Related: Why Your Small Business Website Must Be Mobile Friendly

Optimize your image metadata, aka image attributes

In addition to file size, metadata is another important factor for search optimization. Metadata is information that helps users and search engines understand what your image is. It serves a valuable purpose in search, especially if you sell products online.


Metadata is crucial to search optimization. For alt and title tags, describe the image as briefly as possible.

Image metadata includes elements such as a caption, title tag and ALT tag. ALT tags describe the image for instances in which it can’t be displayed. They’re used for the visually impaired and for people with low-bandwidth connections who can’t load images. They also help a user search for images using keyword phrases. Title tags offer additional information and context.

Here you can find Google’s best practices for writing image metadata.

A few tips:

Title tags and ALT tags: As with naming files, write tags that describe the image. Avoid keyword stuffing — an outdated practice. And keep them brief.

Alt tag Example: Bowl-of-guacamole-with-chips

Title tag Example: Pablo’s famous spicy guacamole is a popular menu item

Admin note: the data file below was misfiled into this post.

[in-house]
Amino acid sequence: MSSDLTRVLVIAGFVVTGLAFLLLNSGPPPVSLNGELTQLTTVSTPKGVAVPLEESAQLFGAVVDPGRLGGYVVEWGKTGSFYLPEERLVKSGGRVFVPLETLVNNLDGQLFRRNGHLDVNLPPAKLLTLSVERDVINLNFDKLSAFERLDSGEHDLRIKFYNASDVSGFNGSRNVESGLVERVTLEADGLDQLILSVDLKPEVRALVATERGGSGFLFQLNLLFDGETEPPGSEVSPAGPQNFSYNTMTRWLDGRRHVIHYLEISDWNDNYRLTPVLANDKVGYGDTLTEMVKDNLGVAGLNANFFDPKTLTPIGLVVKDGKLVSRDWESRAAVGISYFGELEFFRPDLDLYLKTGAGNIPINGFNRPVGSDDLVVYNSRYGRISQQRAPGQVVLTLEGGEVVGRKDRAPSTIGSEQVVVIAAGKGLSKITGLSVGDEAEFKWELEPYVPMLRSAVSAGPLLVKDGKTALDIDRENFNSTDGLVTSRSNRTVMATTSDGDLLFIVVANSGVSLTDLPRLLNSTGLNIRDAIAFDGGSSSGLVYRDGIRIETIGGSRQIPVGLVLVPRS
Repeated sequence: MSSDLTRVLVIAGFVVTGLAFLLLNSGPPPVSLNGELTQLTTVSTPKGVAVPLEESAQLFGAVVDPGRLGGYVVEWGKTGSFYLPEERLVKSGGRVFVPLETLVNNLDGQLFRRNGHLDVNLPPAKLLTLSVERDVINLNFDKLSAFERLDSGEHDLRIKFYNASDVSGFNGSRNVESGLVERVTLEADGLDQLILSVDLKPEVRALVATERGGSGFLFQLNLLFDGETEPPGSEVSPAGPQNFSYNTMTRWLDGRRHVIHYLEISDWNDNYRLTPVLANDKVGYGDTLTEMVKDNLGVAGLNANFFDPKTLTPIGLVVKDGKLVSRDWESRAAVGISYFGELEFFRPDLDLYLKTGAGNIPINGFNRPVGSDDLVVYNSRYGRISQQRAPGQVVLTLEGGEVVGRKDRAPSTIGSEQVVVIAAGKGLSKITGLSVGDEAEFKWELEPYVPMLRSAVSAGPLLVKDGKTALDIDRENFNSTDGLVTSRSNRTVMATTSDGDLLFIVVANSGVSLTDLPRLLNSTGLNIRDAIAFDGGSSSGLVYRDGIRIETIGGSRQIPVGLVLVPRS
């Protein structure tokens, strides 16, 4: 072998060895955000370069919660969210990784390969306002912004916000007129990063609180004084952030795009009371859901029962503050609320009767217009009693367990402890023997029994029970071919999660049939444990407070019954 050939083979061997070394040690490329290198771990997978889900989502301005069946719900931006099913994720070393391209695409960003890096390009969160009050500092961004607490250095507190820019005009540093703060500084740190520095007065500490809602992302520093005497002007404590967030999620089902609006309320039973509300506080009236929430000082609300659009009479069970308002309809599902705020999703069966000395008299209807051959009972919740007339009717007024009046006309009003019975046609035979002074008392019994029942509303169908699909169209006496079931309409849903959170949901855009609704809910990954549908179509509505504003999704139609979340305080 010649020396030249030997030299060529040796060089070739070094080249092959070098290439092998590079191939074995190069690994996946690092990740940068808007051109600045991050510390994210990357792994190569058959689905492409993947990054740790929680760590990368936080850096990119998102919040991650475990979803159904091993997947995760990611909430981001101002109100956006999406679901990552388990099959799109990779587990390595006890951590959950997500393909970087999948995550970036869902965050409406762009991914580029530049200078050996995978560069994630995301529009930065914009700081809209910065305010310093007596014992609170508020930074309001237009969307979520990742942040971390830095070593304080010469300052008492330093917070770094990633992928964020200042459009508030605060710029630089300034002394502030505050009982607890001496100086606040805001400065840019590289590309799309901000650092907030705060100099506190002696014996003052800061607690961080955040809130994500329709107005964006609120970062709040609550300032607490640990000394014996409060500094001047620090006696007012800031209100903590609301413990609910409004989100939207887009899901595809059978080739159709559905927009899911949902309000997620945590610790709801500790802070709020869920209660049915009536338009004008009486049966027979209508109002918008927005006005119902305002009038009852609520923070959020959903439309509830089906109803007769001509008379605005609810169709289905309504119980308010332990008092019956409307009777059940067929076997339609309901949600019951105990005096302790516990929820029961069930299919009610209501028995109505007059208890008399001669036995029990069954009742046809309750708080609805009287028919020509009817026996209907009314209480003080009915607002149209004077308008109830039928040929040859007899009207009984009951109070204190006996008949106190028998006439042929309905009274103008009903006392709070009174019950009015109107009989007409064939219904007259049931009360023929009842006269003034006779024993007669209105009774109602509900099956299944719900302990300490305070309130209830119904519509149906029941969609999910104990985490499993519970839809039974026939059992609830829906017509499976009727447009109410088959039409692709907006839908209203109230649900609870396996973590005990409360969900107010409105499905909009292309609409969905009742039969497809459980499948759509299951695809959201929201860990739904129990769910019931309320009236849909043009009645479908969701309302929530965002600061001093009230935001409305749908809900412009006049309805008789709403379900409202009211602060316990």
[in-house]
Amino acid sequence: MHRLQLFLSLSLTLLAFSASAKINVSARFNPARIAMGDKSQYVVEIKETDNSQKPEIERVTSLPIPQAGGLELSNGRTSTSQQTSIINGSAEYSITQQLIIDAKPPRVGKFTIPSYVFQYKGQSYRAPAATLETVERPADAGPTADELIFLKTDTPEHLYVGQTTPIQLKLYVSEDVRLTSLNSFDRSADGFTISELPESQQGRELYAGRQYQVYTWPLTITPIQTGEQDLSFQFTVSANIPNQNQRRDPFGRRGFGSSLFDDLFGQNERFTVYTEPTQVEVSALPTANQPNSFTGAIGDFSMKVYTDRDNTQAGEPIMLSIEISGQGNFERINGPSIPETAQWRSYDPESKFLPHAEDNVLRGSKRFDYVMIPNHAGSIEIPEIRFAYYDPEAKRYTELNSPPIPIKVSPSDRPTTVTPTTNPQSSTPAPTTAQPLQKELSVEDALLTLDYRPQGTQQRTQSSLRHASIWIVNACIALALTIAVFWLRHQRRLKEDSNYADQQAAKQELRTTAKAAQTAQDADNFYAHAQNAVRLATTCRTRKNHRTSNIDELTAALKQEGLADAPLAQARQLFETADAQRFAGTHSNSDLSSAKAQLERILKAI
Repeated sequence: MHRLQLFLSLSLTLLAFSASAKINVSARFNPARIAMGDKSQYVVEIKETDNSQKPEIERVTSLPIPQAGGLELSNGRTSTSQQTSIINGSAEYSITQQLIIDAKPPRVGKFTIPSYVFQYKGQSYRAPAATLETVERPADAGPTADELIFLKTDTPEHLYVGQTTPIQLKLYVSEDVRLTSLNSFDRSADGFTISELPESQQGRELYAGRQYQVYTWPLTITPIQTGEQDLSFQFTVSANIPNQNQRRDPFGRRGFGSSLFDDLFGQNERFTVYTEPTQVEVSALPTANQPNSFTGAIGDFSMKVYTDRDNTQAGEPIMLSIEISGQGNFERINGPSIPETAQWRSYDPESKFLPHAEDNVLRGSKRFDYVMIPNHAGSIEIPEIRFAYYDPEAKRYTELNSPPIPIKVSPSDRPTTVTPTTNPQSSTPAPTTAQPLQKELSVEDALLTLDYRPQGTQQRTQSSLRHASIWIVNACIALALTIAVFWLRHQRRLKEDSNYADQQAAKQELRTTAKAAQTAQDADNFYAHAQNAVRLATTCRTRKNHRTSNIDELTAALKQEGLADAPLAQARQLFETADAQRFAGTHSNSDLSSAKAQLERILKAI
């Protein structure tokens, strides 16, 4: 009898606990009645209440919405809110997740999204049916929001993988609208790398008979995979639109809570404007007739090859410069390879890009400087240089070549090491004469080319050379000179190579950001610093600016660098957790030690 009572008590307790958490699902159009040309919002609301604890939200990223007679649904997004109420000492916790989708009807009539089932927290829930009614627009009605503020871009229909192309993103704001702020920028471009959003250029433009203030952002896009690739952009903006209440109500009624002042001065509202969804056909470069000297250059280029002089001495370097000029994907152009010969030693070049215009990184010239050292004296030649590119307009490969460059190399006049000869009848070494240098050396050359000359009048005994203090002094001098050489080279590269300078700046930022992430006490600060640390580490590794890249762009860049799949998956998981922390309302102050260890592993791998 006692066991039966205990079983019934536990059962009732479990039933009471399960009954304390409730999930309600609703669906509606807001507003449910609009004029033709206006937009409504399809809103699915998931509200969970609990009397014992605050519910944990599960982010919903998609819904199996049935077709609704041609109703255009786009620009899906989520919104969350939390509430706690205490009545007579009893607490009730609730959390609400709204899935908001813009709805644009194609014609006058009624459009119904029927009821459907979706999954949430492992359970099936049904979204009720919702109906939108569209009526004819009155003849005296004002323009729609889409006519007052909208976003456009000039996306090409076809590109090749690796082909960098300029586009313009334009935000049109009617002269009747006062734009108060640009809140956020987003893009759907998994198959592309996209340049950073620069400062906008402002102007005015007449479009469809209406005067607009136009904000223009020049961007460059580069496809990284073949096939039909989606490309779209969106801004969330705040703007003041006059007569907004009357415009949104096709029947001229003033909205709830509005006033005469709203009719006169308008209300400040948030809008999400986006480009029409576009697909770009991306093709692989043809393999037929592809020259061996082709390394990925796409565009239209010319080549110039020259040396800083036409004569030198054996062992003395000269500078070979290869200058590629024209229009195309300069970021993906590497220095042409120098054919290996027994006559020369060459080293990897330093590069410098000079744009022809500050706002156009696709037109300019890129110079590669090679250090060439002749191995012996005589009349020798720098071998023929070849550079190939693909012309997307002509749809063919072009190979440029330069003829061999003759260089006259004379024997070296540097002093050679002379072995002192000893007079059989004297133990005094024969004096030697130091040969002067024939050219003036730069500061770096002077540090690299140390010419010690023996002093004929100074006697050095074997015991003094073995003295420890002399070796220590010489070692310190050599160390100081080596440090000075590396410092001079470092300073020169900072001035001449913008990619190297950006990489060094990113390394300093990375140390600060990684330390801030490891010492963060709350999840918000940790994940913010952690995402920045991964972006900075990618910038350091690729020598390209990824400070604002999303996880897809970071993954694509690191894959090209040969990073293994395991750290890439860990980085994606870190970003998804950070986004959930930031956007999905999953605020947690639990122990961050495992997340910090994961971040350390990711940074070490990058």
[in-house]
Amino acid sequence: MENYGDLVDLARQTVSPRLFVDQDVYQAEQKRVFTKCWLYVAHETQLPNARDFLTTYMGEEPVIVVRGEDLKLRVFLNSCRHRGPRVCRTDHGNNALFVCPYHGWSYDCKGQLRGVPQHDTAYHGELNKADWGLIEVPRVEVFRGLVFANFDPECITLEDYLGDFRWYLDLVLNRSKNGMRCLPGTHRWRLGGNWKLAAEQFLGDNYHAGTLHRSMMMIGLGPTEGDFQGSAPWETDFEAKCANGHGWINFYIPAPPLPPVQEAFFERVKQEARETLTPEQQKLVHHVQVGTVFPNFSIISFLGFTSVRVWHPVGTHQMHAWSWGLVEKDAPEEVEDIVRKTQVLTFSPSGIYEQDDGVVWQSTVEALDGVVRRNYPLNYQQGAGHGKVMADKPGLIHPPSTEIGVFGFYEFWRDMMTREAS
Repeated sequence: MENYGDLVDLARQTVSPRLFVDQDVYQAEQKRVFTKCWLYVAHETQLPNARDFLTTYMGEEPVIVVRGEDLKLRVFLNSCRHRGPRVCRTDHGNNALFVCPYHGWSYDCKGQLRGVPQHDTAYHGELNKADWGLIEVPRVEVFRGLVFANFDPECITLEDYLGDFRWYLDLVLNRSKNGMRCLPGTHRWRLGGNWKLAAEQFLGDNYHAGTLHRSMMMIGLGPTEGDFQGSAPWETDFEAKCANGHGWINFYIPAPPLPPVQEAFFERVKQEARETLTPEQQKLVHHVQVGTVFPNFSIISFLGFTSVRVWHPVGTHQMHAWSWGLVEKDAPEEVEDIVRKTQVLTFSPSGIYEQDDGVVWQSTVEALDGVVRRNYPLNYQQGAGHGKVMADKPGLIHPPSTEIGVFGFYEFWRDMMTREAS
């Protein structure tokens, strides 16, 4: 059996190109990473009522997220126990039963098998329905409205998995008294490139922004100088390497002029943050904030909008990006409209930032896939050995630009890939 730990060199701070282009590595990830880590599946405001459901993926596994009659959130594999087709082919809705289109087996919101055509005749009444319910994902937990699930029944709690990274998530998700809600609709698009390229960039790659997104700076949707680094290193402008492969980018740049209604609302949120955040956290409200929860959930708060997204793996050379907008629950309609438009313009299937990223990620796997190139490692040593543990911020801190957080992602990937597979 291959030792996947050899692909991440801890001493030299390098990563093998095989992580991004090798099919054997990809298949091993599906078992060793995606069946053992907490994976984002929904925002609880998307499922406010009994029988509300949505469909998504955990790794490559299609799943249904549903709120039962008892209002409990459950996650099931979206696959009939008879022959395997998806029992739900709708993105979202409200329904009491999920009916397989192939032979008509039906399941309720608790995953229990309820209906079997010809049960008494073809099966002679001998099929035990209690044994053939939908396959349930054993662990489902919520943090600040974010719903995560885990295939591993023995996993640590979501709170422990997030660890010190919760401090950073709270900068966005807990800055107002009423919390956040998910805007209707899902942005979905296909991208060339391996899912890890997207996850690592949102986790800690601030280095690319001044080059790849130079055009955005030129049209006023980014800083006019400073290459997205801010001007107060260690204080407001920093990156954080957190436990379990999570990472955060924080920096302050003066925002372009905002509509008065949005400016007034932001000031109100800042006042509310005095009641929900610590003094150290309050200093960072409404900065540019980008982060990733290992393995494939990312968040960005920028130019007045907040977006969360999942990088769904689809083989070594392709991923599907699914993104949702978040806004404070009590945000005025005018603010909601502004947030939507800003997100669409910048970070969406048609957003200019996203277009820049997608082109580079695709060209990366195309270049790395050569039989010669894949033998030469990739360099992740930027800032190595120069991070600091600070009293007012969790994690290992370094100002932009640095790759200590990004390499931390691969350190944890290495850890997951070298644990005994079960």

Captions: According to KissMetric, captions under images are read 300 percent more than the body copy, so use them whenever it makes sense. When writing them, “Think about the visitor first,” said Heijmans. “Don’t add a caption just for image SEO.” Keep the text short and descriptive. If there is an image source or date, include that in the caption.

Optimizing photos for social


Take the original image you want to share on social and optimize it depending on which social platform you plan to use.

Social sharing is also an important factor in search ranking. And images are shared more than text. Many social plugins for WordPress, like Yoest, have built-in OpenGraph and Twitter Card tags that make it easy to share images on social media. But a good practice is to size and display graphics on your site that can be shared effortlessly.


For an Instagram post, an optimized image would be 1,080 x 1,080 px.

Social image post sizes: Size the image for the social channel on which you’re posting it.

Facebook post – 1,200 x 628 px
Twitter post – 1,024 x 512 px
LinkedIn post – 700 x 400 px
Google+ post – 800 x 1,200 px
Pinterest post – 735 x 1,102 px
Instagram post – 1,080 x 1,080 px

Universal post size: Resizing images for different channels can be a serious drain on resources. If you don’t have the bandwidth, use this universal image template with these parameters:

  • Size your images 1600 x 800.
  • Add a 160 px padding on right and left sides for non-essential graphics. This doesn’t mean whitespace. That would look strange on channels where the padding isn’t hidden.
  • Keep text and calls-to-action within the 400 px padding on both sides.
  • Try to keep text to less than 20 percent of the image for social.

On WordPress, there are plugins that add sharing buttons to your images. You can change the settings to share or not share certain images. Allow sharing for maximum reach.

If in doubt, visit Google Webmaster for help

Search algorithms change often — seemingly by the minute. To keep on top of updates, refer to Google’s guidelines for the latest best practices.